Thursday, June 15, 2017

The Old Lair

On this day in 1972 (45 years ago), my family moved to this house.

My engineer dad got a job at Morganite in Dunn, NC, and we moved from small-town St. Mary's, PA to (really not that much bigger back then) North Raleigh. I marvel at how real estate transactions ever happened without the Internet. Morganite flew my parents down, and they had a weekend to select the house we'd grow up in. As an adult, I thanked Dad for moving us to Raleigh rather than Dunn. His commute was over an hour -- I don't even think the Beltline was completed then. 

Mom moved from a drinking, smoking, card-playing life in a German-Catholic town that had its own brewery since 1872 to Southern-Baptist-dominated Raleigh, which didn't even have "liquor by the drink." As I understand it, the restaurants would have little cubby holes behind the bars, and like, your company would maintain bottles of liquor there that the bartender would pour for a corking fee? Something like that. I think it was bordering on scandalous for a woman to drink or hang out in bars. Then Mom got a job as a waitress at nearby Mayberry (later, Lock, Stock & Barrel), and it was probably remarkable for her to be walking up the street in her little uniform, too. I wish she were around now so I could ask her what it must have been like to pick up and move her family of six to such a foreign culture after she'd lived her whole life in St. Mary's. (I have a bit of an inkling, now.)

The house in Raleigh had woods in back, at least until I was in about 4th grade, when they built houses back there. All the kids would hang out in the woods and build forts. We knew the woods like the backs of our hands. There were trails and places everyone knew: the Bunny Trail, the Whoop-de-dos. There was a burnt down old farm house back there overrun with vegetation. I was shoeless from April to October, crossing the creek over a fallen tree and sometimes even walking barefoot down the gravel Rocky Road to the Power Lines. If the briar patch got me, I washed my cuts with nasty creek water.

Some kids had motor bikes. I knew who was coming to visit by the sound of their bike. My brothers won a Kawasaki from WKIX. I was too little to drive it, but I rode on back and had my bare legs singed multiple times - specifically that time Bob wiped out on Devil's Hill with me and Eric on back. Our house was midway between the Power Lines (the nighttime party hangout) and Colony Shopping Center, and the shirtless freaks and bell-bottomed hippy girls were always stopping by looking for one of my brothers. Sometimes they'd hang out and play ping-pong or TV tennis or Led Zeppelin records or guitar.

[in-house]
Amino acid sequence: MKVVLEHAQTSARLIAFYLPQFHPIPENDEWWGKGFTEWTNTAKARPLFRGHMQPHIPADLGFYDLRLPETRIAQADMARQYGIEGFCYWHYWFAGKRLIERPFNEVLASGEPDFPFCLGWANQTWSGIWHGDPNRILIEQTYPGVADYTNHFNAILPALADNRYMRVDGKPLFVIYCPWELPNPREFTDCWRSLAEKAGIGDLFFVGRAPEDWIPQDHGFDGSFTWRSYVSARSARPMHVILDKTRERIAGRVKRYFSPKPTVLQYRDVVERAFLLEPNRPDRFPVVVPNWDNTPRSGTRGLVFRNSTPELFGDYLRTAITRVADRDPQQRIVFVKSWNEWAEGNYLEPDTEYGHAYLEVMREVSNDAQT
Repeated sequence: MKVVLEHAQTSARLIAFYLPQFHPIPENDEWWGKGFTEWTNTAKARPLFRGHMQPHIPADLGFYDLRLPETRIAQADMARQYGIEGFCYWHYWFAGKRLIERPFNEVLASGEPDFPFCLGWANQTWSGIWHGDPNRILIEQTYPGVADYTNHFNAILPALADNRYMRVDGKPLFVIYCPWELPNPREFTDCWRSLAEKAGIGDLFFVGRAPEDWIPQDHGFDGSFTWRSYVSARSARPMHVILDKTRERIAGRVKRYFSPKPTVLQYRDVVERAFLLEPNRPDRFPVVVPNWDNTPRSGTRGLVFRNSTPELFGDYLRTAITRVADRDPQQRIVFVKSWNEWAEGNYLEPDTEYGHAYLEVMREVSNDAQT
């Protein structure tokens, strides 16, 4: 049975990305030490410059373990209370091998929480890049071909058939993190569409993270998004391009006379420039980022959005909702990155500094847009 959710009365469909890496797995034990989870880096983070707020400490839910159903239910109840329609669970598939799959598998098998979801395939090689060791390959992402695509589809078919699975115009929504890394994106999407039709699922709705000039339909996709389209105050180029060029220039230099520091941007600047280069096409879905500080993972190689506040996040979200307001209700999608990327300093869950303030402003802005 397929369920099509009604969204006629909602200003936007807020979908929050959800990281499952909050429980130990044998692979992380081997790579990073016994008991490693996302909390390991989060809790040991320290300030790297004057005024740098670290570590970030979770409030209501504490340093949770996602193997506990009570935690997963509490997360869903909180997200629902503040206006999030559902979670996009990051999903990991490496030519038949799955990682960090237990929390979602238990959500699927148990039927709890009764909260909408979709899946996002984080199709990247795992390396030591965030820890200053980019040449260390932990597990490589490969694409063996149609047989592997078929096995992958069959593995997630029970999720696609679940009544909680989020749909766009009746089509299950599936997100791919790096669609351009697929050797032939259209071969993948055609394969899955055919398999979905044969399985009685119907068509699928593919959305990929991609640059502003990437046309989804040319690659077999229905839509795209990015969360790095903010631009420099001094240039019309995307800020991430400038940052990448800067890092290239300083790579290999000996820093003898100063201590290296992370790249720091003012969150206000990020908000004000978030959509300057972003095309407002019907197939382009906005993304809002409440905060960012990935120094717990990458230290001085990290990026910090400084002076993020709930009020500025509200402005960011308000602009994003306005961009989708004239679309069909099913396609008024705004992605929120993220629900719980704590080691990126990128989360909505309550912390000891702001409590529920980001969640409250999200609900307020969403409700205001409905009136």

We moved to Raleigh two weeks after a mass shooting at North Hills Mall, a mile and a half away from our new house. Our car stopped for gas just after crossing into North Carolina. It was late afternoon in summer, so naturally, it had just rained. Steam issued forth from the pavement like a lava pit in Hell, and my brother Bobby gasped for air as he got out of the car to pee. "Is this what it's gonna be like here??" he asked Mom. She didn't know.

How could she know whether they'd made a good decision, that the house would be in our family for 40 years? That its cracked patio would host killer keggers; that its brown oven produce golden turkeys; that its front stoop shelter a boyfriend's shy goodnight kiss? That, according to my husband, I actually walk differently when I'm within a mile of it because I guess I feel like I belong there?

Random bit of advice, though: If you aim to learn to ride a bike without training wheels, don't let your older brother teach you on a driveway lined with holly bushes.

No comments:

Post a Comment